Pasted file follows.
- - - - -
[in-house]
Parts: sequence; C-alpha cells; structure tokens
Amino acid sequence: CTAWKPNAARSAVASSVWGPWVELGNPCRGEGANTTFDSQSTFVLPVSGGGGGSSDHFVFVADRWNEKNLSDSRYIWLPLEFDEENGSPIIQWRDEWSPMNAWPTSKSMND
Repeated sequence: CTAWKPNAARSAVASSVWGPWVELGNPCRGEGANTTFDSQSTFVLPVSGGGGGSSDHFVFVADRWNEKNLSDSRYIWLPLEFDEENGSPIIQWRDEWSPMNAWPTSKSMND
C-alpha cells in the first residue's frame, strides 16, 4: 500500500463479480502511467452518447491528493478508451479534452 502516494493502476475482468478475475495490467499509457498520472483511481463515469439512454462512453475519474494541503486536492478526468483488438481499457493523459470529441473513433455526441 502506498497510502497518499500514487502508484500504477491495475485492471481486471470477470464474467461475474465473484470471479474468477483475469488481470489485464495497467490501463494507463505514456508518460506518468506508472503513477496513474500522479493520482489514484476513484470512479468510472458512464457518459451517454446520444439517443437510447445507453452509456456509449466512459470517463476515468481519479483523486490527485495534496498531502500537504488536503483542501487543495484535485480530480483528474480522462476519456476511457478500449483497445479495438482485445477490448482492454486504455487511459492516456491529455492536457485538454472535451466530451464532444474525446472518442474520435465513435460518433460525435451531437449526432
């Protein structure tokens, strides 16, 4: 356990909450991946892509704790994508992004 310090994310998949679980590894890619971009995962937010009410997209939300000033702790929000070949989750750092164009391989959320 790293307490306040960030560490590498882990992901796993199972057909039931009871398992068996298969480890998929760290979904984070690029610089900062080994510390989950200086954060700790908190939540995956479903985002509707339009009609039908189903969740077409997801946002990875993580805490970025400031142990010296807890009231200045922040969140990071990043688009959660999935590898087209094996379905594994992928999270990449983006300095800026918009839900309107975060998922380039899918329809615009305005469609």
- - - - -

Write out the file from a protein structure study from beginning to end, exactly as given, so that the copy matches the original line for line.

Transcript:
[in-house]
Parts: sequence; C-alpha cells; structure tokens
Amino acid sequence: CTAWKPNAARSAVASSVWGPWVELGNPCRGEGANTTFDSQSTFVLPVSGGGGGSSDHFVFVADRWNEKNLSDSRYIWLPLEFDEENGSPIIQWRDEWSPMNAWPTSKSMND
Repeated sequence: CTAWKPNAARSAVASSVWGPWVELGNPCRGEGANTTFDSQSTFVLPVSGGGGGSSDHFVFVADRWNEKNLSDSRYIWLPLEFDEENGSPIIQWRDEWSPMNAWPTSKSMND
C-alpha cells in the first residue's frame, strides 16, 4: 500500500463479480502511467452518447491528493478508451479534452 502516494493502476475482468478475475495490467499509457498520472483511481463515469439512454462512453475519474494541503486536492478526468483488438481499457493523459470529441473513433455526441 502506498497510502497518499500514487502508484500504477491495475485492471481486471470477470464474467461475474465473484470471479474468477483475469488481470489485464495497467490501463494507463505514456508518460506518468506508472503513477496513474500522479493520482489514484476513484470512479468510472458512464457518459451517454446520444439517443437510447445507453452509456456509449466512459470517463476515468481519479483523486490527485495534496498531502500537504488536503483542501487543495484535485480530480483528474480522462476519456476511457478500449483497445479495438482485445477490448482492454486504455487511459492516456491529455492536457485538454472535451466530451464532444474525446472518442474520435465513435460518433460525435451531437449526432
């Protein structure tokens, strides 16, 4: 356990909450991946892509704790994508992004 310090994310998949679980590894890619971009995962937010009410997209939300000033702790929000070949989750750092164009391989959320 790293307490306040960030560490590498882990992901796993199972057909039931009871398992068996298969480890998929760290979904984070690029610089900062080994510390989950200086954060700790908190939540995956479903985002509707339009009609039908189903969740077409997801946002990875993580805490970025400031142990010296807890009231200045922040969140990071990043688009959660999935590898087209094996379905594994992928999270990449983006300095800026918009839900309107975060998922380039899918329809615009305005469609």